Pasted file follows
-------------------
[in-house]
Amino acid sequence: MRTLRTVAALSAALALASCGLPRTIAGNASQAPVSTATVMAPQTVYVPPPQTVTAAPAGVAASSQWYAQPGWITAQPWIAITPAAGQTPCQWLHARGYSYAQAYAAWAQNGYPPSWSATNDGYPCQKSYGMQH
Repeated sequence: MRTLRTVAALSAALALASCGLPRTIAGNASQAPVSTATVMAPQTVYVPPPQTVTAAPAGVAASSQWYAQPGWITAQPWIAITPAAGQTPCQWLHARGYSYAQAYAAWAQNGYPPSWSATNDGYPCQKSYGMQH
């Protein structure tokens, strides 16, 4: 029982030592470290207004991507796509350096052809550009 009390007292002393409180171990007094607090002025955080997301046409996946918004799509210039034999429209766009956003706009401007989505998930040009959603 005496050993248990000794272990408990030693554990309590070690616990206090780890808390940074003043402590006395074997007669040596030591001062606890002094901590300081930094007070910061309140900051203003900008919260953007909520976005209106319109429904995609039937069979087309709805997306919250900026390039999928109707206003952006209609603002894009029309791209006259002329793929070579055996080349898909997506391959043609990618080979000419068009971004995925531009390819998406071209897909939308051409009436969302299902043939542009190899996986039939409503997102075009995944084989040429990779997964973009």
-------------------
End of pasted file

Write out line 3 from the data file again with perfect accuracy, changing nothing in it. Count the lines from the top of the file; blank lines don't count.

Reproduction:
Repeated sequence: MRTLRTVAALSAALALASCGLPRTIAGNASQAPVSTATVMAPQTVYVPPPQTVTAAPAGVAASSQWYAQPGWITAQPWIAITPAAGQTPCQWLHARGYSYAQAYAAWAQNGYPPSWSATNDGYPCQKSYGMQH